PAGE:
Kenneth Burke on Terministic Screens

The terms we use to discuss something have a big effect on our perception of it. In his book Language as Symbolic Action, Kenneth Burke says, “Even if any given terminology is a reflection of reality, by its very nature as a terminology it must be a selection of reality; and to this extent it must function also as a deflection of reality” (45). Burke calls a terminology a “terministic screen.” We might also call it a terministic “filter.”

What he means is that though we see through words and think about reality in words, no set of words accurately represents reality. The words we use influence how we see. When we speak or write, the words we use can make others see things as we do. Analyzing the terms that a writer or speaker uses can therefore tell us a lot about how they see the world. It also means that if we can get an audience to start using a different set of terms, we might change their views.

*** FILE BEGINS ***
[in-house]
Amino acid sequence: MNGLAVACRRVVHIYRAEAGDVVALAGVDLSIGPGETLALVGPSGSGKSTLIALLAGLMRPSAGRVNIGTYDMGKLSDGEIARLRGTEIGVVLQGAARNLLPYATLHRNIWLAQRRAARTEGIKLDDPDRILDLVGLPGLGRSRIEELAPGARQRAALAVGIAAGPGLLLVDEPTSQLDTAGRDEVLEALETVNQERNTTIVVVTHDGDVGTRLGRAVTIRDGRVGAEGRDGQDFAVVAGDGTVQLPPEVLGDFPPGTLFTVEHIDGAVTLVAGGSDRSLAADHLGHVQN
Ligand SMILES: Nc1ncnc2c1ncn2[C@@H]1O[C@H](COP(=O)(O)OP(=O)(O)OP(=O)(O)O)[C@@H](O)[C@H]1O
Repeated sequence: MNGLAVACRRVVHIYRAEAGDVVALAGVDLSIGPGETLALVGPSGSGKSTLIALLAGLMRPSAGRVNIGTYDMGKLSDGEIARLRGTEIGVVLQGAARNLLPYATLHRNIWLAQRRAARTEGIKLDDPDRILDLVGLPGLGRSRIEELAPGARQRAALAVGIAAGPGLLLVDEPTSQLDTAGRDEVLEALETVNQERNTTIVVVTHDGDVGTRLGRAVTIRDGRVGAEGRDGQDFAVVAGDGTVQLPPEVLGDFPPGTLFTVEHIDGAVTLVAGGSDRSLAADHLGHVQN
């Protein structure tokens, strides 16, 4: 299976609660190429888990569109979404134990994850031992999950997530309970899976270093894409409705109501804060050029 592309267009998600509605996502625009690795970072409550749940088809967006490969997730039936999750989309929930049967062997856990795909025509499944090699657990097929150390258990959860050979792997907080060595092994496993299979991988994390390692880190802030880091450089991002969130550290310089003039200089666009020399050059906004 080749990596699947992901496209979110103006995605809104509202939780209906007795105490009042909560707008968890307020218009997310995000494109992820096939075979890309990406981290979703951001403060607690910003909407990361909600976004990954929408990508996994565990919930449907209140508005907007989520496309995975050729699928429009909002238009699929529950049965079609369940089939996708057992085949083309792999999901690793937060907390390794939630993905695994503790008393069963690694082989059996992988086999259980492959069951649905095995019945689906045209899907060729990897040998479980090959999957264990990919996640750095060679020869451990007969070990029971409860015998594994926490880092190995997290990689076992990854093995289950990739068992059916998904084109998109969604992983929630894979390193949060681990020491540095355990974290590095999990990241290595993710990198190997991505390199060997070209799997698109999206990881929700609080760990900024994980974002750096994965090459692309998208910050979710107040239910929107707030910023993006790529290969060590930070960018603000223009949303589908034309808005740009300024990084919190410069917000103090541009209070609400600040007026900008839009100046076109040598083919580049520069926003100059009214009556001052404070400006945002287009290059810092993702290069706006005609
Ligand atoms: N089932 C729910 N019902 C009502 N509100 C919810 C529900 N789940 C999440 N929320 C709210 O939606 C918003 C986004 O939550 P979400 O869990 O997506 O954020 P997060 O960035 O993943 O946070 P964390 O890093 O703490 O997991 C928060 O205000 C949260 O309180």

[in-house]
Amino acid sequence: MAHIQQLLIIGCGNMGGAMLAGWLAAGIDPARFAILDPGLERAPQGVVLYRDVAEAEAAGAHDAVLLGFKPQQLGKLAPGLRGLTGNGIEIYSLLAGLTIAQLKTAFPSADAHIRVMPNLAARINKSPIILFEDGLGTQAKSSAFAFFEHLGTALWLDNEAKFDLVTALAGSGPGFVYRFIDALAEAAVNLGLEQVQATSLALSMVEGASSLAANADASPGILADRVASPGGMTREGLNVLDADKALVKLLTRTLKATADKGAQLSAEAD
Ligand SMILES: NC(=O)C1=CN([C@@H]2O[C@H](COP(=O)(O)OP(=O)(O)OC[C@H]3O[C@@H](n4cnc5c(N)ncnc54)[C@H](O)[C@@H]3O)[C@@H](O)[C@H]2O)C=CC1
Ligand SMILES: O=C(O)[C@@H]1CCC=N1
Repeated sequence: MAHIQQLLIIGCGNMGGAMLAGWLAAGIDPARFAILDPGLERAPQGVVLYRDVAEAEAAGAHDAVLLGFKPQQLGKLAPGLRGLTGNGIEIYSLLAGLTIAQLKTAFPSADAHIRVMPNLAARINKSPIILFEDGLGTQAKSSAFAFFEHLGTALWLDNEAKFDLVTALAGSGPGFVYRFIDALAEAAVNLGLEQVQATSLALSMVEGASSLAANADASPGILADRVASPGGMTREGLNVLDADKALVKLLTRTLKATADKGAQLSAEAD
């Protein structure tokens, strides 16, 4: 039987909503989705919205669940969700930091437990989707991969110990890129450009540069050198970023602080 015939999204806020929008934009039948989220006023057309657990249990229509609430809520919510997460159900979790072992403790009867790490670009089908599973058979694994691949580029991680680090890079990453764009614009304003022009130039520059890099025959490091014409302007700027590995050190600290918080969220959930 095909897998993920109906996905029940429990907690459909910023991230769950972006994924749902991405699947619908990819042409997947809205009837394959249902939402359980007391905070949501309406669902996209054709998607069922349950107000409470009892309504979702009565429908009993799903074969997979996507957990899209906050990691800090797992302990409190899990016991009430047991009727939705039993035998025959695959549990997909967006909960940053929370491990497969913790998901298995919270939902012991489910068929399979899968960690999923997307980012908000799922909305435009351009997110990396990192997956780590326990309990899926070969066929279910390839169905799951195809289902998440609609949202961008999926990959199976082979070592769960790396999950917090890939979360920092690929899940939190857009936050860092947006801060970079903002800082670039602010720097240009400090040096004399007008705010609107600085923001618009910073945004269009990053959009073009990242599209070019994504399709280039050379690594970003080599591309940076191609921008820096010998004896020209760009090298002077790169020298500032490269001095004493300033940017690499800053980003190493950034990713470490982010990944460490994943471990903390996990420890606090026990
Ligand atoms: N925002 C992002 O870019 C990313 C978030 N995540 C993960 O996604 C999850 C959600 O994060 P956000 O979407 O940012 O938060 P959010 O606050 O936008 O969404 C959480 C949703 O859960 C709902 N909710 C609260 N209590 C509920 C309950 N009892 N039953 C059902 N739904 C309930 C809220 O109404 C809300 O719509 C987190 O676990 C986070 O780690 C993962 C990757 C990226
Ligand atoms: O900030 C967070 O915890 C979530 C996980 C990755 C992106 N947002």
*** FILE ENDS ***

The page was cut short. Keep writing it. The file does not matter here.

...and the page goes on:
Burke’s fundamental example is the distinction between “action” and “motion.” Where Burke sees a motive and an act, a behaviorist sees a “stimulus” and a mechanistic “response.” In the behaviorist terminology, human action is reduced to a serious of chemical reactions, turning us into chemical machines (A Grammar of Motives, 59-60).

An Activity

In this activity, find two articles that take very different positions on an issue. As you read them, collect a list of three to six key terms for each article. These “terms” could be nouns, verbs, adjectives, or phrases. For each term, you will think about the following questions and record your findings in a chart like the one below.

  • What object in reality does the term reflect? What is the denotation?
  • What qualities does the term select from or emphasize about the object? How does the term draw attention to this particular object and away from others?
  • What qualities does this term deflect or conceal?
  • What other terms are related to this term in the system of this terministic screen? What relations do they have?

Here are some examples of different terms that might be used to describe fighters in a political situation:

When you have a set of key terms for each article, compare them to see how they overlap and how they differ. Finally, what is the effect on the attitude of the audience when seeing through these terministic screens?

A copy of this post as a .docx file plus a chart for tracking terms is provided in the link below.

One thought on “Kenneth Burke on Terministic Screens

  1. Pingback: Why Do Rhetorical Analysis? – Teaching Text Rhetorically

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